The gripping second Strategic Solutions Inc. military thriller from Coyle and Tillman (after Pandora's Legion) details the workings of a PMC, or private military contractor. The U.S. government, which wants plausible deniability if things go wrong, hires SSI to send a team to a corrupt, unstable Chad to train its army in counterinsurgency techniques. The authors dig into the contract negotiations, move through the operation's organization and planning stages, and open out into training and the operation itself. Things begin to fall apart when stopping a secret shipment of yellow cake uranium destined for Iran takes precedence over the SSI team's original mission. An overabundance of characters leaves little time for development, but the operational minutiae are absorbing (even the contract negotiations), and the action, which ranges from the desert to the high seas, explosive. The authors keep reader interest high from the intriguing beginning to the final promethean twist. (Oct.)Copyright 2007 Reed Business Information
Prometheus's Child: Harold Coyle's Strategic Solutions, Inc.by Harold Coyle
In Prometheus's Child, the first in an explosive series from New York Times bestseller Harold Coyle and noted military author Barrett Tillman, a new type of war is being fought by private paramilitary companies at the beck and call of the highest bidder. With the military and intelligence agencies spread thin, the United States is constantly calling/i>/i>
In Prometheus's Child, the first in an explosive series from New York Times bestseller Harold Coyle and noted military author Barrett Tillman, a new type of war is being fought by private paramilitary companies at the beck and call of the highest bidder. With the military and intelligence agencies spread thin, the United States is constantly calling upon the services of these organizations--and Strategic Solutions Inc. is among the best.
What begins as a relatively simply military-training mission in Chad turns into a high-stakes game of nuclear brinkmanship as the men and women of Security Solutions, Inc. stumble across a plot to extract and ship yellowcake—the base fuel for a nuclear weapon—to any number of countries hostile to the US. The in-country force tracks the operation to a supposedly abandoned remote mine in the desert. They strike, but a convoy carrying the yellowcake shipment escapes their trap.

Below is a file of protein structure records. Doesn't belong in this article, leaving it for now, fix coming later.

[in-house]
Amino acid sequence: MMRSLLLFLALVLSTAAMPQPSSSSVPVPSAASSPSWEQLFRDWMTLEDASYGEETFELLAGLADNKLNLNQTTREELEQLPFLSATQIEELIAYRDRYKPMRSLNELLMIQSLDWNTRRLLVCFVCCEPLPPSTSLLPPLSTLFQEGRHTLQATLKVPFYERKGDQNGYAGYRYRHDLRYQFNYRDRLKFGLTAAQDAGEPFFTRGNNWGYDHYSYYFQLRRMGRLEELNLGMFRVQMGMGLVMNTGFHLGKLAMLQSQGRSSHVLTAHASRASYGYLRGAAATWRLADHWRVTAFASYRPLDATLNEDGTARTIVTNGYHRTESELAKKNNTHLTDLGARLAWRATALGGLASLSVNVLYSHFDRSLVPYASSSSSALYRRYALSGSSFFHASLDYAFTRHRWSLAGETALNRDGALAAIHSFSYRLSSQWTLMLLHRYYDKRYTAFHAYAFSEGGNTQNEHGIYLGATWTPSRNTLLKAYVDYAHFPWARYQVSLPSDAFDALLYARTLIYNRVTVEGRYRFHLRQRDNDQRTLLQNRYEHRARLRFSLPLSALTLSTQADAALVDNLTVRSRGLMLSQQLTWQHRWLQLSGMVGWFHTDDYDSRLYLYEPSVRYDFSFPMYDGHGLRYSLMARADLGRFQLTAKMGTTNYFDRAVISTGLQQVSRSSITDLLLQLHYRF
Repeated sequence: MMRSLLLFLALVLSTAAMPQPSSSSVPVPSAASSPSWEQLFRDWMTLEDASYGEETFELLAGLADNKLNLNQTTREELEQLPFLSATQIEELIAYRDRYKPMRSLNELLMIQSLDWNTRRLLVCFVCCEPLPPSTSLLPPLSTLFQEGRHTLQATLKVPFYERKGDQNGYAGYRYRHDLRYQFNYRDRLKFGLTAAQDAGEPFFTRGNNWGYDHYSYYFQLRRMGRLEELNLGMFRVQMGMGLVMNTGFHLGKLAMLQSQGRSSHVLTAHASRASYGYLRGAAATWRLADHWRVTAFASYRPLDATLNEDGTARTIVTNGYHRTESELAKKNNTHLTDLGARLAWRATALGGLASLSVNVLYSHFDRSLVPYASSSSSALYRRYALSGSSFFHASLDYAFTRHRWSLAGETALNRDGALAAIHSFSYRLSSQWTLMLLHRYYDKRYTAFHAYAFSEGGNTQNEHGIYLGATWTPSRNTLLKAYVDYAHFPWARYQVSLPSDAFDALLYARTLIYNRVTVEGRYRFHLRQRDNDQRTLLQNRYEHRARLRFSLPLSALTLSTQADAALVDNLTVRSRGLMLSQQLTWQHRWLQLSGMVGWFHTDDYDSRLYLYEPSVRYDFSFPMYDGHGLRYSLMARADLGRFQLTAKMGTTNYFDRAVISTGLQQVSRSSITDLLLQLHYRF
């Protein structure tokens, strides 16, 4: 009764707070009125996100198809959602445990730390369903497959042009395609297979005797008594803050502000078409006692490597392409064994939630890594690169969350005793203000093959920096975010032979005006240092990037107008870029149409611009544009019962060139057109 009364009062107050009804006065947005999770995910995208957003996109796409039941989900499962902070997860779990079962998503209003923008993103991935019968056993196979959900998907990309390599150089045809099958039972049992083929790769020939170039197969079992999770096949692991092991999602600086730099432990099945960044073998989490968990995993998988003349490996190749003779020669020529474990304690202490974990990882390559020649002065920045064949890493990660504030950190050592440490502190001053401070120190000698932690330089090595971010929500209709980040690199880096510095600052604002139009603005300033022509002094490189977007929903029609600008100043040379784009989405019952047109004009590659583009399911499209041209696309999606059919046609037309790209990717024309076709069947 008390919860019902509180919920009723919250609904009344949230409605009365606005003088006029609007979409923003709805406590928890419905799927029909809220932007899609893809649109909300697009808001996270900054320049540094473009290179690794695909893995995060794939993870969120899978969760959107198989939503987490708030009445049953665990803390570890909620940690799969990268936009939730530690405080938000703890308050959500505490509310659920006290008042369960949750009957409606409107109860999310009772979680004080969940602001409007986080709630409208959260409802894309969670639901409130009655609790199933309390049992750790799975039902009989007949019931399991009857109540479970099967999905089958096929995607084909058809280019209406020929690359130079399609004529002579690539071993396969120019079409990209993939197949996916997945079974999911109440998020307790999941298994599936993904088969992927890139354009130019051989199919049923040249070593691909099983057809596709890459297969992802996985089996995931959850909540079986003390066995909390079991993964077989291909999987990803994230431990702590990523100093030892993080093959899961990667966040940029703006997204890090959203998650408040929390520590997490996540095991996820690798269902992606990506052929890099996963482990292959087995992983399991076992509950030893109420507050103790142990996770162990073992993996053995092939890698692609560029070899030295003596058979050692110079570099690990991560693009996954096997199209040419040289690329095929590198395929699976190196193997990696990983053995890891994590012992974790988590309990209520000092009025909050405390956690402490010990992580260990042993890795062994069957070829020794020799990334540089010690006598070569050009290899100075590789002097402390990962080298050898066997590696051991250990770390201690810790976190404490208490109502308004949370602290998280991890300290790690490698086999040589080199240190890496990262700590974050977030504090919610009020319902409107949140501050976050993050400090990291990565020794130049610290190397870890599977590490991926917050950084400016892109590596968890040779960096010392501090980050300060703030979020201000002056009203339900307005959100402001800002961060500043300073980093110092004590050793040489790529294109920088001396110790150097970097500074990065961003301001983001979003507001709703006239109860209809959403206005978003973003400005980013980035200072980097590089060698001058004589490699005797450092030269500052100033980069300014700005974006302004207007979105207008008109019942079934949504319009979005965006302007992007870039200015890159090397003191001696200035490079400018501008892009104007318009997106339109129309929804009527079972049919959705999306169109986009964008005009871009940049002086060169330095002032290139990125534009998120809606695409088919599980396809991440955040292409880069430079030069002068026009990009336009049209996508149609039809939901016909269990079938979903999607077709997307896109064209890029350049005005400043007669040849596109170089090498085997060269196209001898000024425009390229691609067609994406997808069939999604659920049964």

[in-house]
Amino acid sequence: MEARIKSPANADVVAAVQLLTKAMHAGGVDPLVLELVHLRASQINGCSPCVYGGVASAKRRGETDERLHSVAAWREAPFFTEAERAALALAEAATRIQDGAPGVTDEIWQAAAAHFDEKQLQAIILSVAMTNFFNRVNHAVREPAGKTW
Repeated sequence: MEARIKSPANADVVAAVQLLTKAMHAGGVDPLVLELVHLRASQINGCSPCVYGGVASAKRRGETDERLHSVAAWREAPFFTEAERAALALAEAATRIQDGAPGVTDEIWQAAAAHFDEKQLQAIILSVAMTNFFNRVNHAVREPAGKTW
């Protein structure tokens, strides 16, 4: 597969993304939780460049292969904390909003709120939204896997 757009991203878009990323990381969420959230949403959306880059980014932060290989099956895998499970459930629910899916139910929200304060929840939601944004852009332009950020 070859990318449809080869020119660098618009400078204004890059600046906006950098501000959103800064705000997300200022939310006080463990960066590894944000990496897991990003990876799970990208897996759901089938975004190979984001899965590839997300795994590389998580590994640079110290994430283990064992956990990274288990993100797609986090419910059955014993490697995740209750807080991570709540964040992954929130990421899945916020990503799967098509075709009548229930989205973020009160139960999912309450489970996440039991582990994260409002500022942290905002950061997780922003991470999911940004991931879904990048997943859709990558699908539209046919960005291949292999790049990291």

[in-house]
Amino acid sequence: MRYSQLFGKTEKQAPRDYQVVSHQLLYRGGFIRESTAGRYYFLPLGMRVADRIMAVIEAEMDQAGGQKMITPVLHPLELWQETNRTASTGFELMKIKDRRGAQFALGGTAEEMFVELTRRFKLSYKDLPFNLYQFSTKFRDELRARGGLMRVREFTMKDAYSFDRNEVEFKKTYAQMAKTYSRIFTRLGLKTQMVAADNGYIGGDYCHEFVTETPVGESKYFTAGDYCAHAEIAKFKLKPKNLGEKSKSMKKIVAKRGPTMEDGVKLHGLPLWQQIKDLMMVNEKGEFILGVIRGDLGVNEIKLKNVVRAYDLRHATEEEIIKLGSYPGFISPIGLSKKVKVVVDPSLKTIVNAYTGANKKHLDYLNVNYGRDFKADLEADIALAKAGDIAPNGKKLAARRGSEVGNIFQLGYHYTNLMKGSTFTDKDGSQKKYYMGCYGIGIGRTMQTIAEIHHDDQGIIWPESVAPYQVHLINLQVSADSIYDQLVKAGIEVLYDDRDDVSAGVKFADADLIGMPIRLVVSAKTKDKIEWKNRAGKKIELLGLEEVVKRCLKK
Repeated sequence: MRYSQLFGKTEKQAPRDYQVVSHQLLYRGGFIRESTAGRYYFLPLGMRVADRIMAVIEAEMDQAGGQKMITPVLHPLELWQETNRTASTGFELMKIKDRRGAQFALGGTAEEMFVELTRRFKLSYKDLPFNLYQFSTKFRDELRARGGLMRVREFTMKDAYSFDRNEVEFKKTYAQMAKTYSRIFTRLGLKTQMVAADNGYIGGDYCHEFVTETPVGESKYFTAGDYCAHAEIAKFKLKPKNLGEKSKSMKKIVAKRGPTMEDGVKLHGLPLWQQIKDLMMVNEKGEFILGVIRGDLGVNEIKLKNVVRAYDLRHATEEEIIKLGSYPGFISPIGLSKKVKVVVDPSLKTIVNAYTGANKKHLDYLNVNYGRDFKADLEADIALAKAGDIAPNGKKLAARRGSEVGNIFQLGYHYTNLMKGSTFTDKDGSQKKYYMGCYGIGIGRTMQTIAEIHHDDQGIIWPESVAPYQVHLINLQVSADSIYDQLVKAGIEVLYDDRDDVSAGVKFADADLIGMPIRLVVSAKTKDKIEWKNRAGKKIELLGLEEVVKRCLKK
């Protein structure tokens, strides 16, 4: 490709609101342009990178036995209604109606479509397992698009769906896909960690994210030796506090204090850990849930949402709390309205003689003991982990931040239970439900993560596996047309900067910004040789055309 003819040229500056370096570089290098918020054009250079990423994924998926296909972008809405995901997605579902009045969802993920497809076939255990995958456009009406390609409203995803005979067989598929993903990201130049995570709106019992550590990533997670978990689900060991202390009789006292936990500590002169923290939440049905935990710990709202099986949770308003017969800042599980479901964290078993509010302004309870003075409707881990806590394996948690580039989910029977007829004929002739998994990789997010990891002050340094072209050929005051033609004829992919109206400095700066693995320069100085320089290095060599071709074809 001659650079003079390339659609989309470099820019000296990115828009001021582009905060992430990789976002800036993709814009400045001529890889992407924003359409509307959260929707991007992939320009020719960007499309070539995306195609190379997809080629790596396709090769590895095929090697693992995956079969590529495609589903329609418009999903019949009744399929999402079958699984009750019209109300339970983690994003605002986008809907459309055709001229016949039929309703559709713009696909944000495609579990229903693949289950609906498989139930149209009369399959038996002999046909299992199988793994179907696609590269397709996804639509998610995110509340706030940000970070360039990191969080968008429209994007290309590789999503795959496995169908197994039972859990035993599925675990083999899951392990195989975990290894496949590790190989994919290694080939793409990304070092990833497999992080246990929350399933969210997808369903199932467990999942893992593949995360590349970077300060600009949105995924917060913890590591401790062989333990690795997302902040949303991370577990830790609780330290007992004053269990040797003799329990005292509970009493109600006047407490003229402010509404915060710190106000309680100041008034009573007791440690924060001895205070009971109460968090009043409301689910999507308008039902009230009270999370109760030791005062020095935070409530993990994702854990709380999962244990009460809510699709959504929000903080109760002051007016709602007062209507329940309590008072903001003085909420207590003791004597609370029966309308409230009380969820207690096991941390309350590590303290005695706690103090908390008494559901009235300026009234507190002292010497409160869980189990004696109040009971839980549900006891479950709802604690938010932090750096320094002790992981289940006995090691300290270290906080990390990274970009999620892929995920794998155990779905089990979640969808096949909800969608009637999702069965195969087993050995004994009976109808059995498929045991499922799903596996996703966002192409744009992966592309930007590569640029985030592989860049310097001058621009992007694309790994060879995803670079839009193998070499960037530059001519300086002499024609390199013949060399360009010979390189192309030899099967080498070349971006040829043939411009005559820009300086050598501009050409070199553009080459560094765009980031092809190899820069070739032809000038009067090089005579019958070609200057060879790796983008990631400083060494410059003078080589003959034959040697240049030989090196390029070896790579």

With time running out, the SSI teams must pull together like they never have before to find a ship in international waters and recover its deadly cargo—by any means necessary.
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By Harold Coyle, Barrett Tillman
Tom Doherty AssociatesCopyright © 2007 Harold Coyle and Barrett Tillman
All rights reserved.
"Bugger me, they're at it again!"
Gunfire erupted fifty meters away as Warrant Officer Derrick Martin wiped his hands on his "spotty dots" camouflage trousers and unslung his Steyr F88C assault rifle. Peering 'round the corner of the bullet-pocked market front, he was glad not for the first time that he had violated orders in carrying his personal weapon in the "blood box" armored ambulance. "Presence" was fine and good when all you wanted to do was impress the locals. It was downright stupid when those same people wanted to nail your hide to the wall like a plaster duck.
The American-made M113 "Bucket" continued burning a block and a half down the littered street, drawing a crowd of African celebrants. Few in the mob were armed, but some realized that the white soldiers who escaped from the light armored vehicle must be on foot. One Australian had not. His body was dragged away from the APC and some teenagers began stripping the corpse.
"They nailed Joji all right," Martin called to his wounded driver, two meters behind him.
Lance Corporal James Frasier looked up from his sitting position. "What about Dimitri?"
"Never bleeding got out, I reckon." Martin shook his head, pondering the geographic irony. What were the odds that a Fijian and a Russian would emigrate to Australia only to die in Chad?
It's Mogadishu all over, Martin thought. Arsehole politicians keep sending Diggers as peacekeepers, then complain when we enforce the bloody peace. He looked around, seeking a hiding spot. Besides his carbine, he was most grateful for the Wagtail radio that the wounded driver dragged in his left hand. The man's right hand was blistered and raw from detonation of the RPG, as was his right leg. Martin glanced down at his friend. "Jamie, how ya going?"
"I'm about buggered, Derro," Frasier croaked. He was hurt, winded, and scared. The fact that he addressed a superior by his nickname was an Aussie trait.
Martin ignored the response. "You got anybody yet?"
Frasier hefted the backpack radio. "Nothing yet. I've tried the allocated frequencies but this kit is only good for about eight kilometers. Only thing left is the high setting, but it'll use more juice."
"Well, give 'em a hoy. Every bleeding sot in this bleeding pesthole must know where we are by now."